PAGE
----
As a parent to a 5-year-old, I’ve done what I can to teach him to be kind: kind to waiters, taxi drivers, his grandparents, other kids, the planet and anyone really. We have focused on eye contact, listening and not interrupting, doing kind things for others and polite manners. I’ve taught him that everyone is equal; no one is better or worse. All jobs are valuable. Everyone is worthy of love.
What I’ve realized recently is that there is a form of kindness that is way more important: Self-Kindness. This is what we say to ourselves both out loud and in our quiet moments when no one is listening, during the moments when we’ve messed up and feel awful.
When I am kind to myself, I naturally show up kinder to others. I’m patient. My bucket is full of compassion for anyone that might be unkind. I’m more able to control my own emotions, thoughts, words, and actions. I am able to choose to be kind and not just react. And it’s the same for kids. So now in our house, the most important is to be kind to ourselves first.
What does that mean exactly?
1) When we say mean things, we let it all out. We acknowledge the feelings. Then we use the phrase Cancel-Cancel if we hear anything resembling self-meanness. We sometimes shake it off the body (like a dog who just got wet!) Yes, it looks quite funny.
2) We appreciate our body and treat it well (yes as a parent, no negative comments about your wrinkles, body or life! Your kids are always listening.) And yes, it means, good food, sleep, movement…for all of us.
3) No beating yourself up after you’ve done or said something you know you shouldn’t have. Instead, we move to forgiveness and repairing when we are ready. We use the Hoʻoponopono prayer from Hawaii:
“I’m sorry. Please forgive me. Thank you and I love you.”
4) We all practice and say the following mantra:
“I’m a great kid. I make mistakes and I’m still learning” or
“I’m a great Mom/Dad. I make mistakes and I’m still learning.”
5) We say I AM’s on the way to school in the morning:
“I am amazing. I’m healthy. I’ve got great ideas. I’m generous. I’m smart…”
My son loves these and can say 20 different ones in a row.
Sometimes, its harder for me. It’s not something that is normal for grown ups!
The worst moments I’ve witnessed my son go into suffering are when he beats himself up. For small things. I see the beginning of guilt, shame, or not feeling good enough. Or worse: the fear a 5-year-old has, that maybe, love will be taken away.
And I see it in myself. When I turn the whip on me. I did something I regret. I made a decision I shouldn’t have. I lost my cool. My natural tendency is to go into ‘un self-kindness.” And so now, my main focus is to keep being kind to myself no matter what. I let things go quickly. I leave things in the day and don’t drag them into the next. Guilt used to be my middle name.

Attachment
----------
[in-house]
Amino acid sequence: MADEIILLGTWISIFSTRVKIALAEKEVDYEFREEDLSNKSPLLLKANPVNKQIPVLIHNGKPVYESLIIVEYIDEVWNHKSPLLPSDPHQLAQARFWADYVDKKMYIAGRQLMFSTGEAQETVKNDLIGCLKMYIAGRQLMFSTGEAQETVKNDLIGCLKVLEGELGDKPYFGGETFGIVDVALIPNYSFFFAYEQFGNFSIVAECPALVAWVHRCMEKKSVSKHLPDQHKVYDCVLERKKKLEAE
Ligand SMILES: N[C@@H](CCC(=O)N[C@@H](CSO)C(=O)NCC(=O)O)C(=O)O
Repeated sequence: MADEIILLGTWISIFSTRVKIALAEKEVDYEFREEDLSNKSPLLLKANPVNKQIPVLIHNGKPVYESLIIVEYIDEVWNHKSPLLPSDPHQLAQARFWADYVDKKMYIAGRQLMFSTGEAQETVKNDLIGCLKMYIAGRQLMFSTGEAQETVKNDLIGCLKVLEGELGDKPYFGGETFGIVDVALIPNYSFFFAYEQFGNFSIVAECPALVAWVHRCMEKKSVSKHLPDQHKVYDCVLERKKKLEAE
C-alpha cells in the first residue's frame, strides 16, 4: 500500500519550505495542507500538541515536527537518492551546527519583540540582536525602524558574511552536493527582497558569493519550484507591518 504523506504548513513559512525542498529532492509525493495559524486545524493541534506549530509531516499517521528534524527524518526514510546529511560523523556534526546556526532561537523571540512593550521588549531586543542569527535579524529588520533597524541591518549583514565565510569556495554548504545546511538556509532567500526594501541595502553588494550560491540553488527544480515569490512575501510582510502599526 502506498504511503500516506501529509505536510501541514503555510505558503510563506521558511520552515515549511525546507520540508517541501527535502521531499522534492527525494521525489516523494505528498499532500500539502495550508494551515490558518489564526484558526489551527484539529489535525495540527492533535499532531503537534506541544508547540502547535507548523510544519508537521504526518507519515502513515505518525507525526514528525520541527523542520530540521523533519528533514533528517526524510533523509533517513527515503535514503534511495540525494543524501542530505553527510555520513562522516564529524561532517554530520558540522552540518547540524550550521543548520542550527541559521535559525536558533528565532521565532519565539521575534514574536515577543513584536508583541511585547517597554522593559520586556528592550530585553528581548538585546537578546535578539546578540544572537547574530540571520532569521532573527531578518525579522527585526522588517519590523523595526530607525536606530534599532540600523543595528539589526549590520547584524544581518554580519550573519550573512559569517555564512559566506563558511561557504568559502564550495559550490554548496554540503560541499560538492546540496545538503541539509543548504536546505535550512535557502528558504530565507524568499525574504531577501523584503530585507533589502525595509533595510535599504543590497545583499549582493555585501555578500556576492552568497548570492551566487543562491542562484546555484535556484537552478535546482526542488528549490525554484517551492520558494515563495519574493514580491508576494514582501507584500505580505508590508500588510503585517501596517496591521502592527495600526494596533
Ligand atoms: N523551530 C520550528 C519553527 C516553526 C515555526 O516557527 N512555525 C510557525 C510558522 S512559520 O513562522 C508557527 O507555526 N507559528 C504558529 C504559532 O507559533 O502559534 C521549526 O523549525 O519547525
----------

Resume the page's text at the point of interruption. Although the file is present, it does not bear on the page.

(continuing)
I have a ‘wrap up the day’ meditation exercise I do with my son. In bed, after story time, we scan his body, head, throat, heart, stomach, legs for any feelings and emotions that need to be let go of. He often can name one or a few and tell me where it is. Sometimes I ask if it has a name, or color or shape. We don’t go into why its there, what happened during the day or any story about it. That just perpetuates it. He is not these feelings. I’ve told him, they are like clouds in the sky. Feelings that move through his small body.
When he is ready, and he tells me when, we take deep breaths and move them out. I put my hand on where the feeling is located and imagine pulling it out like glue. He tells me when the feeling is gone, when he is back to Self-love. Self-kindness. Feeling like he is peaceful and calm on the inside.
And then he is ready for prayers and sleep. Unburdened by difficult emotions that he experienced during his day. Sometimes, there are no feelings to move and breathe through.
It’s part of being kind to yourself and especially your own body. I’ve explained to him that his incredible body that grows and heals and rests at night, doesnt want to go to sleep with these feelings coursing through it.
He is learning what is good/not good for himself.
Self-Kindness is about body, mind and spirit. When all three are in balance, kids are naturally kind to other kids, to other grown ups, to nature, to the world.
Kindness to others is a bit overrated in my mind when the person doing it, isn’t first being kind to themselves. Some days I give myself a 3 out of 10 on Self-Kindness. But I notice it fast. I repair fast. I stop the self-abuse. As parents/care givers, we really need to do this inner work first before insisting on kids doing it.
Self-Kindness leads to self-love, to self-forgiveness, to self-control and eventually to accepting yourself as human. This then leads to loving others, forgiving others, controlling your words/actions with others and accepting others for their humanity.
We work on it daily in our household. It’s not something I was taught when I was younger. So I need to learn it for myself so I can embody it as an example for my own child.
And of course, kindness to others and Self-Kindness are two sides of the same coin! They get stronger together.